Researchers at the University of Illinois have developed a 3D app that allows for the internal organs and bones of a cow to be viewed from all angles.
The 3D app was conceived of when medical illustrator in veterinary medicine at Illinois University, Janet Sinn-Hanlon, came across a dinosaur DNA app. That original app, created by associate director in computer-human interaction, Alan Craig, allows users to interact with dinosaur DNA molecules by looking through the app at a magazine.
Sinn-Hanlon and research partner Kerry Helms, coordinator of graphic design in veterinary medicine, teamed up with Craig to use this technology to create an app for veterinary students.
The 3D app uses the camera lens to collect data about the position of the magazine in relation to the viewer, constructing a 3D image. “We’re using computer vision, the tablet, the phone as a magic lens,” said Craig. “We’re looking at the real world through the camera of this device.”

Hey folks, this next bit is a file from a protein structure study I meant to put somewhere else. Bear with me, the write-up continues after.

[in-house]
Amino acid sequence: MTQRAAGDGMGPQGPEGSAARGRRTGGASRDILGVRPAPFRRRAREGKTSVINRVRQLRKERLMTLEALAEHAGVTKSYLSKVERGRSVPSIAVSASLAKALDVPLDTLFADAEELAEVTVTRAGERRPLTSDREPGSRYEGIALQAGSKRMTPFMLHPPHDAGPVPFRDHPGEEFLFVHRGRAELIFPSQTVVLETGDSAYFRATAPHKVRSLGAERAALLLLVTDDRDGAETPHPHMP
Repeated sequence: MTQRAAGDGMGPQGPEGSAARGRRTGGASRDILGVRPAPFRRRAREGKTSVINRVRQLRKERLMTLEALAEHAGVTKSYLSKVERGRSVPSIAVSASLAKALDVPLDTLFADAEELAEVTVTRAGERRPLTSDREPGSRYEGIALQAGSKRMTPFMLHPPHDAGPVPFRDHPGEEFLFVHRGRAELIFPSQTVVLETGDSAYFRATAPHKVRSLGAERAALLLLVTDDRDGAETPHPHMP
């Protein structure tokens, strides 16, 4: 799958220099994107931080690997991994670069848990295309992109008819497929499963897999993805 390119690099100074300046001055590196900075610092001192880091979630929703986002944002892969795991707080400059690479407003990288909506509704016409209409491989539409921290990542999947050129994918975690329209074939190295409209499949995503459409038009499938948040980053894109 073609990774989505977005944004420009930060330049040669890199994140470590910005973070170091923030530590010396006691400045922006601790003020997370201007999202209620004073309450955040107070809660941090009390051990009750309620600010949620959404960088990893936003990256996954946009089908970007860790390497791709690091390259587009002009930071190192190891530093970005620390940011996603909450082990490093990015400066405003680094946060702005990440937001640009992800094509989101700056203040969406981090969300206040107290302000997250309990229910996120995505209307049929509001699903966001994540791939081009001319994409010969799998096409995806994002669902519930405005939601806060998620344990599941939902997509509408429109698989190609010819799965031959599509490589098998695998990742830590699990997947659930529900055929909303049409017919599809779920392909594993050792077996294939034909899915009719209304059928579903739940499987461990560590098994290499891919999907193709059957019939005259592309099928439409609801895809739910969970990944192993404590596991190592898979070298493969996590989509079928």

The team designed the 3D app to offer veterinary students the chance to conceptualise a cow’s anatomy. “That’s difficult, especially on a really large animal. You’re used to looking at a textbook and an illustrator might have several views all on one page,” said Helms. “But to really put that all together in your head is kind of challenging. So the exciting part for us is the students can actually look at this and turn it around on their own.”
The new 3D app is not confined to a stationary page, with students able to walk around, capturing a view of a cow’s anatomy from every angle. “There is so much stuffed inside of a body. It’s very compact,” said Sinn-Hanlon. “If you’re going to go on and do surgery, it’s kind of difficult to see where (vessels and nerves) go. It is so helpful to see something in 3-D and rotate things around.”